Percentage of children who are vulnerable

Export Indicator

Percentage of children under 18 who are vulnerable according to the national definition.
What it measures

This indicator tracks the proportion of children made vulnerable by HIV/AIDS who potentially have special needs. If measured consistently over time, this indicator is a proxy measure of the trends in number of children in need of services and support. The percentage of children who are vulnerable taken alone or in combination with the percentage of orphans can be a very powerful indicator to create awareness of the scope of the problem and the impact of an AIDS epidemic on society. Many orphans also have characteristics that would categorize them as vulnerable, so the two proportions cannot simply be summed.


Number of children under 18 who are classified as vulnerable.


All children under 18.


A child made vulnerable by HIV/AIDS is below the age of 18 and:
i) has lost one or both parents, or
ii) has a chronically ill parent (regardless of whether the parent lives in the same household
as the child), or
iii) lives in a household where in the past 12 months at least one adult died and was sick for
3 of the 12 months before he/she died, or
iv) lives in a household where at least one adult was seriously ill for at least 3 months in the
past 12 months, or
v) lives outside of family care (i.e. lives in an institution or on the streets). (For household surveys it is recommended to include only categories: i, ii, iii and iv.)

Method of measurement

The definition of vulnerable should be decided by the country. It can take on different forms, as described in chapter 2. Please read chapter 2 (UNICEF: M&E/OVC, 2005) before using this indicator. When developing the definition of vulnerable, it is essential to make sure the criteria are measurable. For example, living in a household with a chronically ill adult is measurable, while living in a household that is impoverished is much more difficult to measure. As with any new indicator, if new measures are being proposed they should be tested in a pilot survey before being implemented in a large-scale survey. If the number of children living outside of households is substantial (more than 5 per cent of children under 18) two supplemental surveys should be considered to estimate the number of vulnerable children living on the streets and living in institutions. (See annex I (of the UNICEF: M&E/OVC, 2005) for detailed sampling guidelines.)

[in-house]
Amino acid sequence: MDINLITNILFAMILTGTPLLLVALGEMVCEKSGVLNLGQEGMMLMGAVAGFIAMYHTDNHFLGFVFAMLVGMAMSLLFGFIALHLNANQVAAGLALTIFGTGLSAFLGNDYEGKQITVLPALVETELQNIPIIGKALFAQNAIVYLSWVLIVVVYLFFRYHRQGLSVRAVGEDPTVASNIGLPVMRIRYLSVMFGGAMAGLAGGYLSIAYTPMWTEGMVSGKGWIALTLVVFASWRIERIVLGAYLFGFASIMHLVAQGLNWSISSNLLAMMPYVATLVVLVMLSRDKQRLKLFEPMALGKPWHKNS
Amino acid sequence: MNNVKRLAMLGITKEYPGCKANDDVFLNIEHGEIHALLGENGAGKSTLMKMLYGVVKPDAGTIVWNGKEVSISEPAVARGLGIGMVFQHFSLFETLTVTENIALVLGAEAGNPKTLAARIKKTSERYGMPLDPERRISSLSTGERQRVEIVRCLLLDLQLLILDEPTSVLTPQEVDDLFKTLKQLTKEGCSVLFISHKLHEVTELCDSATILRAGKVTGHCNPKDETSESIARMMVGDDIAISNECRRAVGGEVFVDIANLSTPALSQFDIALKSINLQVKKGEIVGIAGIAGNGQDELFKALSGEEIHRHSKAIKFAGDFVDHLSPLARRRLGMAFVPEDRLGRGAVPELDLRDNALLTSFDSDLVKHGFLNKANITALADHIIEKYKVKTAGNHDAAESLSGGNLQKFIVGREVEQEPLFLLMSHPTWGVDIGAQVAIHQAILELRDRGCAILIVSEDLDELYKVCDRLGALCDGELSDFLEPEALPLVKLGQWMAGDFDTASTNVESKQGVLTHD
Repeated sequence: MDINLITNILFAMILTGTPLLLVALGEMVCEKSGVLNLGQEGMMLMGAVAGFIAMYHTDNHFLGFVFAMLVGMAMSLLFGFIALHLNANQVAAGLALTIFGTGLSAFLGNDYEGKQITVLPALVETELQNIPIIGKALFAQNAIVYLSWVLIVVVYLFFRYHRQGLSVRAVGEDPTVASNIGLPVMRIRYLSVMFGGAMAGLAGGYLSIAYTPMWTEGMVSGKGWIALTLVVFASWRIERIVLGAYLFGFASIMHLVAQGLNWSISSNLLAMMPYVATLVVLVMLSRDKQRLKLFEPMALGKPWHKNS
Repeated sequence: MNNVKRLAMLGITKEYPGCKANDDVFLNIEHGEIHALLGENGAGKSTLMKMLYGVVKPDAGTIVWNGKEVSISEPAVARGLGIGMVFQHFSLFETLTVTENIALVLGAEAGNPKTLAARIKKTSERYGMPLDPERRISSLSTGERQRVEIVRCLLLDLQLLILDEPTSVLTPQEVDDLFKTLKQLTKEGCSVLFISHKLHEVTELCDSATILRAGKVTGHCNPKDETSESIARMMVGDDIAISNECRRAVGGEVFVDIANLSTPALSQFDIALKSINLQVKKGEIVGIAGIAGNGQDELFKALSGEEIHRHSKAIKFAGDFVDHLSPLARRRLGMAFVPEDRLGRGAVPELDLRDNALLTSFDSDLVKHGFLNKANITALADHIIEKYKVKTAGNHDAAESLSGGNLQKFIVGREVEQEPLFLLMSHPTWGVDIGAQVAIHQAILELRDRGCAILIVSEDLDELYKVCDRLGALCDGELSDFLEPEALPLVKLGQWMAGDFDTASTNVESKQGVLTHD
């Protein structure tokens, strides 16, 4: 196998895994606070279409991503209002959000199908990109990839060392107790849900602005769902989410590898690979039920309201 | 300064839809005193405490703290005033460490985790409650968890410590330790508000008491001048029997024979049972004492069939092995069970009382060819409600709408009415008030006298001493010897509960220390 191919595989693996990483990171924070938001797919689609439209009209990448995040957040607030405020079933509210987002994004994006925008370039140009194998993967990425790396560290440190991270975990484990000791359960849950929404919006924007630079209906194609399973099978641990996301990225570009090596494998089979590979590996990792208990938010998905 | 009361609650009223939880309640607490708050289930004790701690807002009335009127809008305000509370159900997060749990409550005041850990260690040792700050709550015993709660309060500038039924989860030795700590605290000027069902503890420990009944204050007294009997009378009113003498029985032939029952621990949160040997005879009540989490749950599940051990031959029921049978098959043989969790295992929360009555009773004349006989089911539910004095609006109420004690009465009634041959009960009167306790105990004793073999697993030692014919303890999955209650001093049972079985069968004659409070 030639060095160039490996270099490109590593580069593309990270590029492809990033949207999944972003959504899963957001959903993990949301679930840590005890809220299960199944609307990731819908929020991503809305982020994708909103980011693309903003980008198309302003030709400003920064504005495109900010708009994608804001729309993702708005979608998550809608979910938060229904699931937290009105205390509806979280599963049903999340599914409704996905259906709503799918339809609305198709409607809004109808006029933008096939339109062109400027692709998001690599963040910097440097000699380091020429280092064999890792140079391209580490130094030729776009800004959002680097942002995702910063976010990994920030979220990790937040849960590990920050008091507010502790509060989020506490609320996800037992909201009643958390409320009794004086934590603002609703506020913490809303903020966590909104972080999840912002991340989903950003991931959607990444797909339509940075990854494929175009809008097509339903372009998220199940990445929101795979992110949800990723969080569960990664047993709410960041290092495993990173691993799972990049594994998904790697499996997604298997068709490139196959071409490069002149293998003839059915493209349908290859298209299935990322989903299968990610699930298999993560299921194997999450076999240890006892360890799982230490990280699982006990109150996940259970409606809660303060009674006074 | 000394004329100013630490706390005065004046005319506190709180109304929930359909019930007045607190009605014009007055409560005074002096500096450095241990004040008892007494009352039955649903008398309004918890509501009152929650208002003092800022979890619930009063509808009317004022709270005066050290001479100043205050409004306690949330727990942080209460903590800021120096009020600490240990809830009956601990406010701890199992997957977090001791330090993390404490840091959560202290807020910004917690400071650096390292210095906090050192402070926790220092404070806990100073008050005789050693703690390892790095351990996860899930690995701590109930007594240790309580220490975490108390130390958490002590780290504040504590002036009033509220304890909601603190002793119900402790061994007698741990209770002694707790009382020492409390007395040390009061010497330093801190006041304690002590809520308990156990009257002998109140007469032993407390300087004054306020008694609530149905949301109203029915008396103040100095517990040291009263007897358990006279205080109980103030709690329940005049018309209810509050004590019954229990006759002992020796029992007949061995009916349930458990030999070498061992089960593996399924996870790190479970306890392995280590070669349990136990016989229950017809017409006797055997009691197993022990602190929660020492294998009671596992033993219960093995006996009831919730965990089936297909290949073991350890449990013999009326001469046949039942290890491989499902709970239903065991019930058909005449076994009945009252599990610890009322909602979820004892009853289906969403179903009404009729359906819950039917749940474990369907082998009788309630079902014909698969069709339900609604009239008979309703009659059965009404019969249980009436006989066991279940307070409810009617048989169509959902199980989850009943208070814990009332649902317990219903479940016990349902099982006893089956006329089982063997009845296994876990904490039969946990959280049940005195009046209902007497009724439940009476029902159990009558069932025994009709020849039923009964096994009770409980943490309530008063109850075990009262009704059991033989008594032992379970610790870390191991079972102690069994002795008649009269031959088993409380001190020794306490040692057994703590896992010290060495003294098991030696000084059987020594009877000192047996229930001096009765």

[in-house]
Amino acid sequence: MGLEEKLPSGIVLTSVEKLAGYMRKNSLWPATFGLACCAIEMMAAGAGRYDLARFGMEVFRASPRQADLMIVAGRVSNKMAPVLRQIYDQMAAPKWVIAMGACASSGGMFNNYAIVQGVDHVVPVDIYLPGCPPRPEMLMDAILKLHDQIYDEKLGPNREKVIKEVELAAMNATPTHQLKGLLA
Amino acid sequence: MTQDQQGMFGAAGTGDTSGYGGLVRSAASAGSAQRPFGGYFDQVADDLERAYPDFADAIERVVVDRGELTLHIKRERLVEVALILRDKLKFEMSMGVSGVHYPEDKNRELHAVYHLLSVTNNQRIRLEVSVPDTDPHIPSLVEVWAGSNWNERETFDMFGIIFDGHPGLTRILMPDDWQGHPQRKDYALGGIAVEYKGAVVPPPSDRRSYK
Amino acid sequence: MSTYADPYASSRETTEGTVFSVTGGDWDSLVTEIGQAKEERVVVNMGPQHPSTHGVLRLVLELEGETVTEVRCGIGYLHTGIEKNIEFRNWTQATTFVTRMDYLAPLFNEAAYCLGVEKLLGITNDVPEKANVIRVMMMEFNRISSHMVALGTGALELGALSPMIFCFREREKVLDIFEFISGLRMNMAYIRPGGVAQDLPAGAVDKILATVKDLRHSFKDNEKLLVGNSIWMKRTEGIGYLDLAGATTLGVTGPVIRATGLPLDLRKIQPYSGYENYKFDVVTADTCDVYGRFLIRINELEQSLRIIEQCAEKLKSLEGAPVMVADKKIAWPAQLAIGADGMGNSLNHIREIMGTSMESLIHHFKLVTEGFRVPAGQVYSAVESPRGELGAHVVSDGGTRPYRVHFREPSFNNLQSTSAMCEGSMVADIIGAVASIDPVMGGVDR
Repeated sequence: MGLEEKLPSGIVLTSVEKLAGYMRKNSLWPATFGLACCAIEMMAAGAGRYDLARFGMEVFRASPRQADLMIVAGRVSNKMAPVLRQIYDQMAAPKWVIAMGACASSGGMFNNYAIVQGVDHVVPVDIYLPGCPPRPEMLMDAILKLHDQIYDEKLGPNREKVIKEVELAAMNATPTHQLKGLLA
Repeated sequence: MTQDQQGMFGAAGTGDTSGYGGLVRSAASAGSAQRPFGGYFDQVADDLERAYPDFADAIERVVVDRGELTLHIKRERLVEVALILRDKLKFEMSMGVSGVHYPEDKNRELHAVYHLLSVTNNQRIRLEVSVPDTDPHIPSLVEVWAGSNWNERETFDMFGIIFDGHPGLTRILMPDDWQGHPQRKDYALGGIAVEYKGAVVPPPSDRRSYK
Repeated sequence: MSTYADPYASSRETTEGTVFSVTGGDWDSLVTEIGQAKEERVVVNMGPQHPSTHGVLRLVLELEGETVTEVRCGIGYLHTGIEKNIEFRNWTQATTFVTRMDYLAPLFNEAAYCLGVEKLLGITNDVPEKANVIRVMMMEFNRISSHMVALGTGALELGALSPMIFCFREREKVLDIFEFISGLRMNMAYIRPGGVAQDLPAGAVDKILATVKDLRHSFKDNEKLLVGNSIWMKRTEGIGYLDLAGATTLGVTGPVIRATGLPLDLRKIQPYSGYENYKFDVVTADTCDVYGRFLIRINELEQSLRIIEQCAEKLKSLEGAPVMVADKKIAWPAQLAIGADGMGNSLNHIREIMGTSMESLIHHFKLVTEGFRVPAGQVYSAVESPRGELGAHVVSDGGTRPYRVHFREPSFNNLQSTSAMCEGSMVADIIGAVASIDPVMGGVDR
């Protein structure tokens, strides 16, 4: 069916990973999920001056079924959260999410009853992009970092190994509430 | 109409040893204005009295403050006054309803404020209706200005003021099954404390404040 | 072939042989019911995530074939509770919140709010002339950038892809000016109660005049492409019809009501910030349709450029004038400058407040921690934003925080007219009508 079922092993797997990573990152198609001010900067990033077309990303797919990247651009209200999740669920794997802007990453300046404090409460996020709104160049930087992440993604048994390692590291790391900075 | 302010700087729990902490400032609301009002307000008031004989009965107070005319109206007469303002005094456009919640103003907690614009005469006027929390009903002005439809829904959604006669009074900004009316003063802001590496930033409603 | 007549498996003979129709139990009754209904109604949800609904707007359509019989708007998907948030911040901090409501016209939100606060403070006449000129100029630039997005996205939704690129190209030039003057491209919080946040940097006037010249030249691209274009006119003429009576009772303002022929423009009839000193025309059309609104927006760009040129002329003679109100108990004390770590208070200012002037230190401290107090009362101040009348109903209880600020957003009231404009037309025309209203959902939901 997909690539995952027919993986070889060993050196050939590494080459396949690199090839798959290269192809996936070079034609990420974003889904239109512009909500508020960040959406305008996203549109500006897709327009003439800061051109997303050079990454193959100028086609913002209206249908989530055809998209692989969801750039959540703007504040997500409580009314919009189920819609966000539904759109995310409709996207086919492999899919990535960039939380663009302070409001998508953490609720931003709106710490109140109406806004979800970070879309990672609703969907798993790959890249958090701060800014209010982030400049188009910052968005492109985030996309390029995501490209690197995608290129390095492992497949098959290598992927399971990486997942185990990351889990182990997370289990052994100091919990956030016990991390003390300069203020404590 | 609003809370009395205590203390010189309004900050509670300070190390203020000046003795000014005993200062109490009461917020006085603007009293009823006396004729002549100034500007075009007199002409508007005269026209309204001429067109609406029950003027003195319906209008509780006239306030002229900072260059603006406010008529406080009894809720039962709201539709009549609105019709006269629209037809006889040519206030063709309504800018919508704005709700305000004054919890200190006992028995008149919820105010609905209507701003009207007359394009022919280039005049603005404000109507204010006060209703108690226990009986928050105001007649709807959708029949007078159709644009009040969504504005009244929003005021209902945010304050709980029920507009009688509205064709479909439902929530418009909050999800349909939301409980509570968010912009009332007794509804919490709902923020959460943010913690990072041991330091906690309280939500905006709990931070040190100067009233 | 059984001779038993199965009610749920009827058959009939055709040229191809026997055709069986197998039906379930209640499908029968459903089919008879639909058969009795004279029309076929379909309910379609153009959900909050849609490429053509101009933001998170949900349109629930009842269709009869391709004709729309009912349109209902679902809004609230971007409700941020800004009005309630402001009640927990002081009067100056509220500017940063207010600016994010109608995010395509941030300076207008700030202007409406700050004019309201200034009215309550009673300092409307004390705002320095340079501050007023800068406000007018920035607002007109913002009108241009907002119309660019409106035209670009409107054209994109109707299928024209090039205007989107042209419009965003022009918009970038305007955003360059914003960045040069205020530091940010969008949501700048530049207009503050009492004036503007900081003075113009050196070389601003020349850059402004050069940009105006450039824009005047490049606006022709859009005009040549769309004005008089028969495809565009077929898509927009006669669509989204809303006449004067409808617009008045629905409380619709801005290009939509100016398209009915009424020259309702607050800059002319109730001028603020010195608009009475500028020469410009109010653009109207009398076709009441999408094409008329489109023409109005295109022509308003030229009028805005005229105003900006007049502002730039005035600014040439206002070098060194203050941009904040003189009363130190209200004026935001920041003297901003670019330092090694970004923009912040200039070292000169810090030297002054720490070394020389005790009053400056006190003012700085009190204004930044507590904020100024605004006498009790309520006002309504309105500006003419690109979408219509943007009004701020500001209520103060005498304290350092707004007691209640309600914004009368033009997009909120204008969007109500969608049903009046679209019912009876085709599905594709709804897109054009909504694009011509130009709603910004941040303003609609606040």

Measurement frequency

Age group: 1 month - 4 years, 5 years - 9 years, 10 years - 14 years, 15 years - 17 years

Education: N/A

Gender: Male, Female

Geographic location: N/A

Pregnancy status: N/A

Sector: N/A

Target: N/A

Time period: N/A

Type of orphan: N/A

Vulnerability status: Orphan, Vulnerable

Explanation of the numerator
Explanation of the denominator
Strengths and weaknesses

The biggest limitation to this indicator is the difficulty in defining vulnerable. The concept of a vulnerable child is a social construct that varies from one culture and socio-economic context to another. In addition, the term takes on various definitions that can be at odds depending on whether the term was developed for the purpose of gathering and presenting quantitative data or for developing and implementing policies and programmes. It is important to make a clear distinction between definitions developed for these two purposes and to establish a ‘firewall’ between them. Problems occur in the field when definitions established for quantitative purposes are picked up and used for programme targeting or eligibility criteria in policy and programme implementation. The quantitative process must have clear boundaries and allow for absolute distinctions. In contrast, developing and implementing programmes and services must take into account local variations in the factors that cause or constitute vulnerability. For programming and service delivery, no single specific definition will suffice for every context. The concept of vulnerability is complex and may include children who are destitute from causes other than HIV/AIDS. Children living on the streets or in institutions should also be categorized as vulnerable. These children are not covered in household surveys. As described earlier, if this population is estimated to be more than 5 per cent of all the children, surveys should be conducted in these two settings in addition to household surveys to get a truly nationally representative sample.

Further information